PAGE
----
African Americans 45 or older
Strong family history of colorectal cancer or inflammatory bowel disease
Those with anemia
Those with stool WBCs
Those with alarm symptoms
Those with abnormal labwork
• Diagnosis of exclusion
Treatment
• No cure
• Treatment focused on symptom relief
• Must have a good therapeutic relationship
• Kaptchuck et al
• Pts with positive relationship with their healthcare provider have significantly more
improvement
• Patient education
• Chronicity of syndrome
• Normal life span
Treatment
• Dietary
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Efficacy of dietary modification not well established
Lactose
Exclusion of gas-producing foods
Food allergy testing: not well studied
Gluten sensitivity
Carbohydrate malabsorption: not enough large studies
Fiber: efficacy not proven
Treatment
• Physical activity: potential benefit
• Psychosocial therapies
• May be beneficial in those with IBS symptoms associated with stressors
• Benefits are controversial
Treatment
• Pharmacotherapy
• Antispasmodic agents
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Dicyclomine (Bentyl)
Hyoscyamine (Levsin, Levbid, NuLev)
*Chlordiazepoxide/clidinium (Librax)
* Phenobarbital/hyoscyamine/atropine/scopolamine (Donnatal)
Treatment
• Pharmacotherapy
• Antidepressants
• May be beneficial in those with neuropathic pain
• TCAs have anticholinergic properties which help to slow intestinal transit time (helps
with IBS-D)
• Improvement in pain with TCAs occurs at lower doses than doses used for treatment of
depression
• TCAs to try: Amitriptyline (Elavil), imipramine (Tofranil), nortriptyline (Pamelor),
desipramine (Norpramin)
• Be careful with those with IBS-C
• Other meds: paroxetine (Paxil), fluoxetine (Prozac), sertraline (Zoloft)
Treatment
• Pharmacotherapy
• Antidiarrheal agents
• Loperamide (Imodium) – effective for tx of diarrhea, but not for tx of global IBS
symptoms or abdominal pain
• Alosetron (Lotronex)
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5-HT3 receptor antagonist
Used in females with IBS-D
Complications: ischemic colitis, severe constipation
FDA has brought this back under tight control
Treatment
• Pharmacotherapy
• Tegaserod (Zelnorm)
• 5-HT4 receptor agonist
• Used in IBS-C
• Removed from market d/t cardiovascular side-effects
• Lubiprostone (Amitiza)
• Locally acting chloride channel activator
• Best to use with for those with IBS with severe constipation where other approaches
have failed
• Used in IBS-C
Treatment
• Pharmacotherapy
• Linaclotide (Linzess)
• Guanylate cyclase agonist – stimulates intestinal fluid secretion and transit
• Used for IBS-C
• Antibiotics
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Rifaximin – a nonabsorbable antibiotic
Improvement in bloating, abd pain, or altered bowel habits
Used in IBS without constipation
Benefits may be due to suppression of gas producing bacteria in colon
Treatment
• Alternative therapy
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Peppermint oil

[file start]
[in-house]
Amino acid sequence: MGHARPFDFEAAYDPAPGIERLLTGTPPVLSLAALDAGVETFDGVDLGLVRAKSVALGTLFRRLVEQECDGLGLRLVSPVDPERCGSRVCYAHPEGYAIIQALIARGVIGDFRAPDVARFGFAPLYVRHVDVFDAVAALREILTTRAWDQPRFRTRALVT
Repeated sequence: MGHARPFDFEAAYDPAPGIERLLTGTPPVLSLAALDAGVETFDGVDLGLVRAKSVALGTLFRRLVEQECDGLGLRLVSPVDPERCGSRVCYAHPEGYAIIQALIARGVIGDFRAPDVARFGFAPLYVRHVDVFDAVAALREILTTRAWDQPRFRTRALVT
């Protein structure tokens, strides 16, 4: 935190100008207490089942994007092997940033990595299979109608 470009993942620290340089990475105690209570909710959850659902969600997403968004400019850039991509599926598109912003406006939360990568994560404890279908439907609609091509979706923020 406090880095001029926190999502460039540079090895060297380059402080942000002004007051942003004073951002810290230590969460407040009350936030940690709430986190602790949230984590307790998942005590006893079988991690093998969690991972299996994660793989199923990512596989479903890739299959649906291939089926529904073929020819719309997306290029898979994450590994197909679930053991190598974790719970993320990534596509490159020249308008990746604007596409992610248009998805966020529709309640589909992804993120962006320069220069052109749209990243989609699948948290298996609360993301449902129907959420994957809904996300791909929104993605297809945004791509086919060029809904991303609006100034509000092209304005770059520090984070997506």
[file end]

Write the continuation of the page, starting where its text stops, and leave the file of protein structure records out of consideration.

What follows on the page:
Probiotics
Acupuncture
Enzyme supplementation
Hypnotherapy
Fecal Incontinence
Fecal Incontinence
Background
• In 1988
• Cost of adult diapers thought to exceed $400 million annually
• Second leading cause of nursing home placement
• Definition
• Continuous/recurrent uncontrolled passage of feces (>10ml) for at least 1
month in someone > 3-4 yrs old
Fecal Incontinence
Epidemiology
• Varies greatly depending on age, definition, setting: 1-24%
• This may be an underestimation
• Occurs in about 47% of nursing home residents
Fecal Incontinence
Risk Factors
• Increasing age
• Occurs in 15% of those >/= 70
• Poor general health
• Physical limitations
• COPD
• IBS
• Urinary incontinence
• Chronic diarrhea
• In women: depression and white race
Fecal Incontinence
• Anatomic considerations
Fecal Incontinence
Fecal Incontinence
Pathophysiology
• Dysfunction of anal sphincters
• Abnormal rectal compliance
• Decreased rectal sensation
• Combination of the above
Fecal Incontinence
Pathophysiology
• Dysfunction of anal sphincters
• Vaginal delivery
• Anal sphincter tears
• Trauma to pudendal nerve: may cause incontinence years after delivery
• Risks:
• Forceps
• High birth weight infant
• Long second stage of labor
• Occipitoposterior presentation of fetus
Fecal Incontinence
Pathophysiology
• Dysfunction of anal sphincters
• Surgical trauma
• Anal fistula
• Hemorrhoidectomy
• After injection of botulinum toxin
• Diabetes mellitus
• Reduced internal anal sphincter resting pressure
• Can be due to autonomic neuropathy
Fecal Incontinence
Pathophysiology
• Decreased rectal compliance
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Ability of rectum to store fecal debris is reduced
Leads to increased frequency and urgency
Leads to incontinence even if sphincter function is normal
Common conditions
• Ulcerative colitis
• Radiation proctitis
Fecal Incontinence
Pathophysiology
• Impaired rectal sensation
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DM
MS
Dementia
Meningomyelocele
Spinal cord injury
Fecal Incontinence
Pathophysiology
• Fecal impaction
• Elderly
• Constant inhibition of internal anal
sphincter
• Overflow incontinence
Fecal Incontinence
• History
• Differentiate true incontinence from frequency and urgency
• History of:
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Prior vaginal delivery
Anorectal surgery
Pelvic irradiation
Diabetes
Neurologic disease
Do symptoms occur with a background of diarrhea?
Fecal Incontinence
• Physical exam
• Appropriate inspection of the perianal area
• Fistula, prolapsing hemorrhoids, rectal prolapse
• Anocutaneous reflex (anal wink sign)
• Absence suggests nerve damage
• Digital Rectal Exam
• Mass, fecal impaction
• Pt should be instructed to bear down and then squeeze against the finger
Fecal Incontinence
Diagnostic Procedures
• Anorectal manometry
• Measures pressures
• Decreased resting pressure suggests isolated IAS dysfunction
• Decreased squeeze pressure suggests isolated EAS dysfunction